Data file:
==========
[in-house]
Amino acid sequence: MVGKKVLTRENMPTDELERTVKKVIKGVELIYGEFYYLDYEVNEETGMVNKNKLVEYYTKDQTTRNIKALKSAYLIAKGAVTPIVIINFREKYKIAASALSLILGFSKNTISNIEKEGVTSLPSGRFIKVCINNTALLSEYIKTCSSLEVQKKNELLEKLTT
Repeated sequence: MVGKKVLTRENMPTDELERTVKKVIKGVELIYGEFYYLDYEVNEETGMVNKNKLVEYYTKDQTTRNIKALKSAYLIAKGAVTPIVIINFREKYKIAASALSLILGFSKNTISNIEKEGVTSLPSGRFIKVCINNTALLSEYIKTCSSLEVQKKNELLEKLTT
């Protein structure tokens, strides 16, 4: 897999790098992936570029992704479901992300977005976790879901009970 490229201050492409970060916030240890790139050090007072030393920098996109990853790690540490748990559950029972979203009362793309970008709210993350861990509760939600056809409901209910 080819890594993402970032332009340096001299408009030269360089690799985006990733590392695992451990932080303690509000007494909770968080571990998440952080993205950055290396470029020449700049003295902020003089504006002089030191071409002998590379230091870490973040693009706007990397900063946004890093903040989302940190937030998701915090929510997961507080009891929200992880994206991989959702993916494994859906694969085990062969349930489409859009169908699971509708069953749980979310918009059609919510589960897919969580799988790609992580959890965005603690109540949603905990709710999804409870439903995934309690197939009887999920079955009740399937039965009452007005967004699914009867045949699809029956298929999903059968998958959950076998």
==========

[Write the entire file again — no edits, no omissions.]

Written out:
[in-house]
Amino acid sequence: MVGKKVLTRENMPTDELERTVKKVIKGVELIYGEFYYLDYEVNEETGMVNKNKLVEYYTKDQTTRNIKALKSAYLIAKGAVTPIVIINFREKYKIAASALSLILGFSKNTISNIEKEGVTSLPSGRFIKVCINNTALLSEYIKTCSSLEVQKKNELLEKLTT
Repeated sequence: MVGKKVLTRENMPTDELERTVKKVIKGVELIYGEFYYLDYEVNEETGMVNKNKLVEYYTKDQTTRNIKALKSAYLIAKGAVTPIVIINFREKYKIAASALSLILGFSKNTISNIEKEGVTSLPSGRFIKVCINNTALLSEYIKTCSSLEVQKKNELLEKLTT
């Protein structure tokens, strides 16, 4: 897999790098992936570029992704479901992300977005976790879901009970 490229201050492409970060916030240890790139050090007072030393920098996109990853790690540490748990559950029972979203009362793309970008709210993350861990509760939600056809409901209910 080819890594993402970032332009340096001299408009030269360089690799985006990733590392695992451990932080303690509000007494909770968080571990998440952080993205950055290396470029020449700049003295902020003089504006002089030191071409002998590379230091870490973040693009706007990397900063946004890093903040989302940190937030998701915090929510997961507080009891929200992880994206991989959702993916494994859906694969085990062969349930489409859009169908699971509708069953749980979310918009059609919510589960897919969580799988790609992580959890965005603690109540949603905990709710999804409870439903995934309690197939009887999920079955009740399937039965009452007005967004699914009867045949699809029956298929999903059968998958959950076998």